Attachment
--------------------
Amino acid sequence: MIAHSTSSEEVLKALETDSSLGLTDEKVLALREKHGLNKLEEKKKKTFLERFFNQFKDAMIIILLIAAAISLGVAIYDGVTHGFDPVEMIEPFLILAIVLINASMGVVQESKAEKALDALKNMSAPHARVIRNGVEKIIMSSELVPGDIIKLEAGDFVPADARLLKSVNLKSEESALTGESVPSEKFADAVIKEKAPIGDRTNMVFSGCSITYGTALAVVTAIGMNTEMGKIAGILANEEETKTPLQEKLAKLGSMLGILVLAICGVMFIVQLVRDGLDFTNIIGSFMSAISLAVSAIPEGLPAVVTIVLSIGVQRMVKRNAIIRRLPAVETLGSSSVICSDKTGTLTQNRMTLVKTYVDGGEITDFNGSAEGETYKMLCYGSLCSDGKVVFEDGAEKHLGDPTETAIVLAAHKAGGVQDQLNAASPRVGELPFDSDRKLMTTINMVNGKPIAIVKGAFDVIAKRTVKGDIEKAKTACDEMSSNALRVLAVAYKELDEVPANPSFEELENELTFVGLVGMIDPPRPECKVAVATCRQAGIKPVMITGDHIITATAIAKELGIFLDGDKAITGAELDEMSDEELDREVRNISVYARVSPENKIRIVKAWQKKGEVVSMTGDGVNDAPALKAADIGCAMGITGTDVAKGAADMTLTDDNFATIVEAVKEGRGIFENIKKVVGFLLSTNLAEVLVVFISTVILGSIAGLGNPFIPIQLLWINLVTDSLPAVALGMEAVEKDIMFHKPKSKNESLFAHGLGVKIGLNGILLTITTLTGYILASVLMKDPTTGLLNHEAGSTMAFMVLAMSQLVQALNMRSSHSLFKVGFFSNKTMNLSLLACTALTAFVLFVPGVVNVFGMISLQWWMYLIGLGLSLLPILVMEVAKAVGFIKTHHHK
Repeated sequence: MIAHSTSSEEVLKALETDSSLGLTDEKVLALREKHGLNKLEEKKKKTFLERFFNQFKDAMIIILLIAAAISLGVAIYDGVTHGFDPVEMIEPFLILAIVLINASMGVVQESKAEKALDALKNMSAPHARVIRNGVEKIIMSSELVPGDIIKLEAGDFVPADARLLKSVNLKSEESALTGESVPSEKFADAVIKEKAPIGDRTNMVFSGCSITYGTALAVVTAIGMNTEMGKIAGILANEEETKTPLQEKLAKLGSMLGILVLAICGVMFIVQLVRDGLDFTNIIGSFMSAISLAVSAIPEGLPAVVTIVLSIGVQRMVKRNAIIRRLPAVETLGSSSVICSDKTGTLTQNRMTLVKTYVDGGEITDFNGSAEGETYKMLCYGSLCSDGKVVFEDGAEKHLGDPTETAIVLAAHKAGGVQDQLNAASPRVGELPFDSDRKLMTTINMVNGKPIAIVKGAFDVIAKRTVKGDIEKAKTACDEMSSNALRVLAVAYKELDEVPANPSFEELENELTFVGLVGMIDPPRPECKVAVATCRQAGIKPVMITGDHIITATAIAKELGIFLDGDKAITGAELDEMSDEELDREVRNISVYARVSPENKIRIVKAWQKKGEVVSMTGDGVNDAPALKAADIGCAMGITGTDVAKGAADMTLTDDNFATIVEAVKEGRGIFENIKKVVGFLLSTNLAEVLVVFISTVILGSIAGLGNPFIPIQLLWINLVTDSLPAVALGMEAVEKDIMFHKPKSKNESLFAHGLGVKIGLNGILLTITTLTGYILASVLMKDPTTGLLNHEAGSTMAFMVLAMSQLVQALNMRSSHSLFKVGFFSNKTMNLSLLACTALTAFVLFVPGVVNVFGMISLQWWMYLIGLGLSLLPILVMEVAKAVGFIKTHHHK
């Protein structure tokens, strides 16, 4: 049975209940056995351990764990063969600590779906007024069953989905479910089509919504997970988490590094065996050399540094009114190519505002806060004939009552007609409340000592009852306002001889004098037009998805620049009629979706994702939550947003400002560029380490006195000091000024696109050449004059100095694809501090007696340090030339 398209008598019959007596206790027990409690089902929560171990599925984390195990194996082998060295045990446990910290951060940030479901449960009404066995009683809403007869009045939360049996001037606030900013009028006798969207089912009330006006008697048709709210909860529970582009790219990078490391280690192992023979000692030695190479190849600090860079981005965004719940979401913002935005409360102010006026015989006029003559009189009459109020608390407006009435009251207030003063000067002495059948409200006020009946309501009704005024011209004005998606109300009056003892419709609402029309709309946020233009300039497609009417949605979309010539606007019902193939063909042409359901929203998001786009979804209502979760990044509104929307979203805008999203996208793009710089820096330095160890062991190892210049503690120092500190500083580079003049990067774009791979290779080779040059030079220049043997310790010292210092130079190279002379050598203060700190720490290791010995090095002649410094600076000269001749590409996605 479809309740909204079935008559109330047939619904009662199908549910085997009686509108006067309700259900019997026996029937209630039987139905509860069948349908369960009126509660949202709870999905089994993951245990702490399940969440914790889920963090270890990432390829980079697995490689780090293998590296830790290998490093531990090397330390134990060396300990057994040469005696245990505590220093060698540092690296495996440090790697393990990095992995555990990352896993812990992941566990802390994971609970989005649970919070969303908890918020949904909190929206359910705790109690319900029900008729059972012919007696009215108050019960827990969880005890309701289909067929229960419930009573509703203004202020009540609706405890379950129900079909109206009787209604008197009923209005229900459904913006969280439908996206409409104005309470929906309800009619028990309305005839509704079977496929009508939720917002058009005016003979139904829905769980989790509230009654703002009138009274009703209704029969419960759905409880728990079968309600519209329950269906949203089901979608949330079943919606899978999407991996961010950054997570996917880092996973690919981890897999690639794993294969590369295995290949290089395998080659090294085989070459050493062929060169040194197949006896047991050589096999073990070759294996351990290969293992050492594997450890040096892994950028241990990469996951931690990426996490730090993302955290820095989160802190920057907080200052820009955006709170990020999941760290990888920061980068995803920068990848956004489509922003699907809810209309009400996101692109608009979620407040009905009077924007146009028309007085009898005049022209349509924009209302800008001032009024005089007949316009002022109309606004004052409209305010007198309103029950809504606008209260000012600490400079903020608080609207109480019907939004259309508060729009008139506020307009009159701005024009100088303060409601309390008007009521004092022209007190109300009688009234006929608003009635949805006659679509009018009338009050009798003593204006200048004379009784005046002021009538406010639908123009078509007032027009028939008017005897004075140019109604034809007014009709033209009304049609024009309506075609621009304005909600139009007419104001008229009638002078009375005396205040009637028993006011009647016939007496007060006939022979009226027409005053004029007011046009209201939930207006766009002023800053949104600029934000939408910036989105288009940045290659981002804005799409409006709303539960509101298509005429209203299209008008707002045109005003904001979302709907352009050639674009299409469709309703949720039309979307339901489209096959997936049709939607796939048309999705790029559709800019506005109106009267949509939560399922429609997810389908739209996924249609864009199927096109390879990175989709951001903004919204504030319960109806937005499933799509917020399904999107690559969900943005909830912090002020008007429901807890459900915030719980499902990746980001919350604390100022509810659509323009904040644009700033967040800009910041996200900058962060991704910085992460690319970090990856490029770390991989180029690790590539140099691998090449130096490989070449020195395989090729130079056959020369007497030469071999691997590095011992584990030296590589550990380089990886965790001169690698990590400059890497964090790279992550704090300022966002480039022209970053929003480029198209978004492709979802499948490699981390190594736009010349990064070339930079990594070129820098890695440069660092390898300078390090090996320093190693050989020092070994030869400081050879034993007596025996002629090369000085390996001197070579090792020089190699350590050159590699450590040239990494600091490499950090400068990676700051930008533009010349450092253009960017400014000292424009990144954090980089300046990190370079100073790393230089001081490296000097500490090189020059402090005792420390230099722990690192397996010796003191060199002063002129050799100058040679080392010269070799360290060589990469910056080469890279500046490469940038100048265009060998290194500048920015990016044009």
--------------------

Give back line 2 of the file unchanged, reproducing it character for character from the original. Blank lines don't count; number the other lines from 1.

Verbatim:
Repeated sequence: MIAHSTSSEEVLKALETDSSLGLTDEKVLALREKHGLNKLEEKKKKTFLERFFNQFKDAMIIILLIAAAISLGVAIYDGVTHGFDPVEMIEPFLILAIVLINASMGVVQESKAEKALDALKNMSAPHARVIRNGVEKIIMSSELVPGDIIKLEAGDFVPADARLLKSVNLKSEESALTGESVPSEKFADAVIKEKAPIGDRTNMVFSGCSITYGTALAVVTAIGMNTEMGKIAGILANEEETKTPLQEKLAKLGSMLGILVLAICGVMFIVQLVRDGLDFTNIIGSFMSAISLAVSAIPEGLPAVVTIVLSIGVQRMVKRNAIIRRLPAVETLGSSSVICSDKTGTLTQNRMTLVKTYVDGGEITDFNGSAEGETYKMLCYGSLCSDGKVVFEDGAEKHLGDPTETAIVLAAHKAGGVQDQLNAASPRVGELPFDSDRKLMTTINMVNGKPIAIVKGAFDVIAKRTVKGDIEKAKTACDEMSSNALRVLAVAYKELDEVPANPSFEELENELTFVGLVGMIDPPRPECKVAVATCRQAGIKPVMITGDHIITATAIAKELGIFLDGDKAITGAELDEMSDEELDREVRNISVYARVSPENKIRIVKAWQKKGEVVSMTGDGVNDAPALKAADIGCAMGITGTDVAKGAADMTLTDDNFATIVEAVKEGRGIFENIKKVVGFLLSTNLAEVLVVFISTVILGSIAGLGNPFIPIQLLWINLVTDSLPAVALGMEAVEKDIMFHKPKSKNESLFAHGLGVKIGLNGILLTITTLTGYILASVLMKDPTTGLLNHEAGSTMAFMVLAMSQLVQALNMRSSHSLFKVGFFSNKTMNLSLLACTALTAFVLFVPGVVNVFGMISLQWWMYLIGLGLSLLPILVMEVAKAVGFIKTHHHK